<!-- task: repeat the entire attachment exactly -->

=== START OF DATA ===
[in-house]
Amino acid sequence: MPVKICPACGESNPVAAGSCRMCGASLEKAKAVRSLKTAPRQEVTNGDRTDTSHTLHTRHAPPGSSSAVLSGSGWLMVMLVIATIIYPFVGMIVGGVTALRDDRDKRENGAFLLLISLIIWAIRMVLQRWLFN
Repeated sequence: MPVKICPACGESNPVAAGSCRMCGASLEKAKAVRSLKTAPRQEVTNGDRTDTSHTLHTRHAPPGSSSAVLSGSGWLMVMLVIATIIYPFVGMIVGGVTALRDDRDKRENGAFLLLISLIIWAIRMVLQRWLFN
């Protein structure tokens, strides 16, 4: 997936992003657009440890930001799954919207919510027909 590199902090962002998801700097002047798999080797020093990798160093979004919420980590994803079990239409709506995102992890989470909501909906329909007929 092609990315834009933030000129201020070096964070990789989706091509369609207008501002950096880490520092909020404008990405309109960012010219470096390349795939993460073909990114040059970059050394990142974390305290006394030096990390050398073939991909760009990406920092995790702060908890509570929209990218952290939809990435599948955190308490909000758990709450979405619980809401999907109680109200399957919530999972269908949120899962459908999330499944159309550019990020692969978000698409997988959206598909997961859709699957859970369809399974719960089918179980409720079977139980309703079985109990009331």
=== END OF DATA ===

[in-house]
Amino acid sequence: MPVKICPACGESNPVAAGSCRMCGASLEKAKAVRSLKTAPRQEVTNGDRTDTSHTLHTRHAPPGSSSAVLSGSGWLMVMLVIATIIYPFVGMIVGGVTALRDDRDKRENGAFLLLISLIIWAIRMVLQRWLFN
Repeated sequence: MPVKICPACGESNPVAAGSCRMCGASLEKAKAVRSLKTAPRQEVTNGDRTDTSHTLHTRHAPPGSSSAVLSGSGWLMVMLVIATIIYPFVGMIVGGVTALRDDRDKRENGAFLLLISLIIWAIRMVLQRWLFN
């Protein structure tokens, strides 16, 4: 997936992003657009440890930001799954919207919510027909 590199902090962002998801700097002047798999080797020093990798160093979004919420980590994803079990239409709506995102992890989470909501909906329909007929 092609990315834009933030000129201020070096964070990789989706091509369609207008501002950096880490520092909020404008990405309109960012010219470096390349795939993460073909990114040059970059050394990142974390305290006394030096990390050398073939991909760009990406920092995790702060908890509570929209990218952290939809990435599948955190308490909000758990709450979405619980809401999907109680109200399957919530999972269908949120899962459908999330499944159309550019990020692969978000698409997988959206598909997961859709699957859970369809399974719960089918179980409720079977139980309703079985109990009331």